P&G is a constituent of both the Dividend Aristocrats and Dividend Kings lists. The company has increased its dividend for 66 years, proving that it can weather a slew of economic storms and still come out the other side stronger.
P&G has the brand strength, competitive advantages, and profitability to maintain its steady and annual dividend increases over the long term.
Due to the current overvaluation in the share price, it may be better to wait for a more favorable entry point.
Other Dividend Lists
Value investing is a valuable process to combine with dividend investing. The following lists contain many more high-quality dividend stocks:
- The Dividend Aristocrats List is comprised of 65 stocks in the S&P 500 Index with 25+ years of consecutive dividend increases.
- The High Yield Dividend Aristocrats List is comprised of the 20 Dividend Aristocrats with the highest current yields.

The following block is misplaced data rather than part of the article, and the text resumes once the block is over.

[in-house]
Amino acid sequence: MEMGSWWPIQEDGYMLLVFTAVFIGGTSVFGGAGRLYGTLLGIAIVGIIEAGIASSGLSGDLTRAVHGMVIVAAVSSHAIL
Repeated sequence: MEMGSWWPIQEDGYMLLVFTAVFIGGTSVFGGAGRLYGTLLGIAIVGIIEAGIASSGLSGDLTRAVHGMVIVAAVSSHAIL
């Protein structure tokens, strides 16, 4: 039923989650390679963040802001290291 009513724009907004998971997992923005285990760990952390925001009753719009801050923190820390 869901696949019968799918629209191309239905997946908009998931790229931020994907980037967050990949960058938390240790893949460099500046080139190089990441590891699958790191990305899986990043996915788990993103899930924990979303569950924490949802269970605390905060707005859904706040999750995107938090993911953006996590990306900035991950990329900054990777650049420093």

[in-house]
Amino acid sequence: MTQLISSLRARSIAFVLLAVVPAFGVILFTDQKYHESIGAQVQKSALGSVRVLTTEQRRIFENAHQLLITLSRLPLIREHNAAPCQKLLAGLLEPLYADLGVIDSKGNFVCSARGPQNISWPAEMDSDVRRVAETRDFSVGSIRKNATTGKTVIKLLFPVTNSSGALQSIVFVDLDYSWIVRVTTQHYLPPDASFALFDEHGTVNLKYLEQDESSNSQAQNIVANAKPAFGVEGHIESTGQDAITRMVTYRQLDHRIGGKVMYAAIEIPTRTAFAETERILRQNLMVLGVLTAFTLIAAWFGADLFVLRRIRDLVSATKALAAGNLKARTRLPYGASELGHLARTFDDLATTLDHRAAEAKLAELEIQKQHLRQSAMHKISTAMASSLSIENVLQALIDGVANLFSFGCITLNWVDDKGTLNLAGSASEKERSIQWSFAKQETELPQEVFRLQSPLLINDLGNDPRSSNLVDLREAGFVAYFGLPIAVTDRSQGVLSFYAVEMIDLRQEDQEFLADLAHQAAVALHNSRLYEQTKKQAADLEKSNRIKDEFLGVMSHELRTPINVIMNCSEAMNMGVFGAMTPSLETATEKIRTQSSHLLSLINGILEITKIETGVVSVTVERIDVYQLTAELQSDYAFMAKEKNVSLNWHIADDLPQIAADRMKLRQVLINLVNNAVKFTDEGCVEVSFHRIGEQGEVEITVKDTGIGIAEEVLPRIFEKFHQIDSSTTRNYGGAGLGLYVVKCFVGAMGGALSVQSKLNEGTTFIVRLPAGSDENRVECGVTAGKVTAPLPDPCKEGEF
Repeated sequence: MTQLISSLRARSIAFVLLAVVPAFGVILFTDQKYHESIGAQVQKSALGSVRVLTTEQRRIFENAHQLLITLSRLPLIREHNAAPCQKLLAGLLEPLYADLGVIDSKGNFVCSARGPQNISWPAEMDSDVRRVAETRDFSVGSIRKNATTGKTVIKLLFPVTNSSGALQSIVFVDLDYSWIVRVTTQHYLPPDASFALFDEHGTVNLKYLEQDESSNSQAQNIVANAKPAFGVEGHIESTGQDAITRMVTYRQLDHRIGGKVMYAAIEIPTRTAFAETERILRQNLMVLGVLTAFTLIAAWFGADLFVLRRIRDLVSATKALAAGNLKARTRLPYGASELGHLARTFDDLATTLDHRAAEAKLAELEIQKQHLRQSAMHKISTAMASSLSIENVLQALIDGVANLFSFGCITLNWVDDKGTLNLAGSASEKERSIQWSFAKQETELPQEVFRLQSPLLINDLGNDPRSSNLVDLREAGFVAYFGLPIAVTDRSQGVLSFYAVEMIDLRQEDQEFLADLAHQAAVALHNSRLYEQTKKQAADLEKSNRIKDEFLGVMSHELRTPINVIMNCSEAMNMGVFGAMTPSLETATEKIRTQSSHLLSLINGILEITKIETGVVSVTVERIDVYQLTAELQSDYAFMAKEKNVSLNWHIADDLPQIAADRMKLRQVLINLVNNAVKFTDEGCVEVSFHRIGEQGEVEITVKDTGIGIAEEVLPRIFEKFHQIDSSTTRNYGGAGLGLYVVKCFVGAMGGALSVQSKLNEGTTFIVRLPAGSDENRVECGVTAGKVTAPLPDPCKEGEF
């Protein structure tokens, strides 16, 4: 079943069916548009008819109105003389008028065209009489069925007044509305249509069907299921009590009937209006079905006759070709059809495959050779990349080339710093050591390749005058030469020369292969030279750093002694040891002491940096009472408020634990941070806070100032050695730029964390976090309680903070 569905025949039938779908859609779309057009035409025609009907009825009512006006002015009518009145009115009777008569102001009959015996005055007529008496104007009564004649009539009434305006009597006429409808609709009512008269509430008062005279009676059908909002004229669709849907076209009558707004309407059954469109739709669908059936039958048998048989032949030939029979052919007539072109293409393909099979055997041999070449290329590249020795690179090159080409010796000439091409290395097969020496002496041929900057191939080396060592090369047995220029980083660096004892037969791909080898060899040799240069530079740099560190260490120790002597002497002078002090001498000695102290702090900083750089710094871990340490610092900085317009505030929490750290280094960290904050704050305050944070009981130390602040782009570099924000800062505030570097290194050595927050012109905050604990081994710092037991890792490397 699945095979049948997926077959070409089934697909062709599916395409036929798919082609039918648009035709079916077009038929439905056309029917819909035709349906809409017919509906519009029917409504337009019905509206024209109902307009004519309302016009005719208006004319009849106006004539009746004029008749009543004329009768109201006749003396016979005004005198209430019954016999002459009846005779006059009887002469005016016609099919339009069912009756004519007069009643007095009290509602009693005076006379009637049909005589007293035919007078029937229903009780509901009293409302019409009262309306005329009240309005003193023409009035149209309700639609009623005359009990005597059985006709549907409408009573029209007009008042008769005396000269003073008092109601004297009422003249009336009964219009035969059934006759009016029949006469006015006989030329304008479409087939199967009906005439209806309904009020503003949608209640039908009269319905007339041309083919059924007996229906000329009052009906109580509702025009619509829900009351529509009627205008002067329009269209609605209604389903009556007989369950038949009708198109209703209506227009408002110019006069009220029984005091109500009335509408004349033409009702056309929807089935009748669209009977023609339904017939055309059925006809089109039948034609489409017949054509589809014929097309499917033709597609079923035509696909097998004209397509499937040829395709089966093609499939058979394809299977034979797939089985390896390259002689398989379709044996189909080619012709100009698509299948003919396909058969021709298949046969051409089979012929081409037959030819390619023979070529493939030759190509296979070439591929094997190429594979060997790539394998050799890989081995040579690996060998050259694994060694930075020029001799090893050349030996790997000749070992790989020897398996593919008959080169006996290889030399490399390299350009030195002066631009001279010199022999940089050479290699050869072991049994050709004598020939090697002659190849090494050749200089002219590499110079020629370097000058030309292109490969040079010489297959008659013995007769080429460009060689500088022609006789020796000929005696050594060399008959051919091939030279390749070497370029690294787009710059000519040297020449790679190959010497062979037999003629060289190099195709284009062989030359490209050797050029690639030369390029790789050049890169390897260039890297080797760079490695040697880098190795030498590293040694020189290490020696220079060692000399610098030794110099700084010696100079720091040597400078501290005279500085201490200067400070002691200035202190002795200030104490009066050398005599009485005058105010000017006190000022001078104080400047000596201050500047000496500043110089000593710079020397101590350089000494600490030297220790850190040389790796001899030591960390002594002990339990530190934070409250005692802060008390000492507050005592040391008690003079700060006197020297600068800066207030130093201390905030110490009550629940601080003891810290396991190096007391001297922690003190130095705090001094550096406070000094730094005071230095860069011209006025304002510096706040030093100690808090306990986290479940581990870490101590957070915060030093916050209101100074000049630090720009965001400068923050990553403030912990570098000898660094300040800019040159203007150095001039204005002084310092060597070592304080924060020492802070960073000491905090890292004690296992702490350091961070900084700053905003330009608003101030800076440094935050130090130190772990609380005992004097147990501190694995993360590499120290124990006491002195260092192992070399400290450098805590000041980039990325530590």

- The Dividend Achievers List is comprised of ~350 stocks with 10+ years of consecutive dividend increases.
- The Dividend Kings List is even more exclusive than the Dividend Aristocrats. It is comprised of 44 stocks with 50+ years of consecutive dividend increases.
- The High Yield Dividend Kings List is comprised of the 20 Dividend Kings with the highest current yields.
- The Blue Chip Stocks List: stocks that qualify as Dividend Achievers, Dividend Aristocrats, and/or Dividend Kings
- The High Dividend Stocks List: stocks that appeal to investors interested in the highest yields of 5% or more.
- The Monthly Dividend Stocks List: stocks that pay dividends every month, for 12 dividend payments per year.
- The Dividend Champions List: stocks that have increased their dividends for 25+ consecutive years.
Note: Not all Dividend Champions are Dividend Aristocrats because Dividend Aristocrats have additional requirements like being in The S&P 500.
- The Dividend Contenders List: 10-24 consecutive years of dividend increases.
- The Dividend Challengers List: 5-9 consecutive years of dividend increases.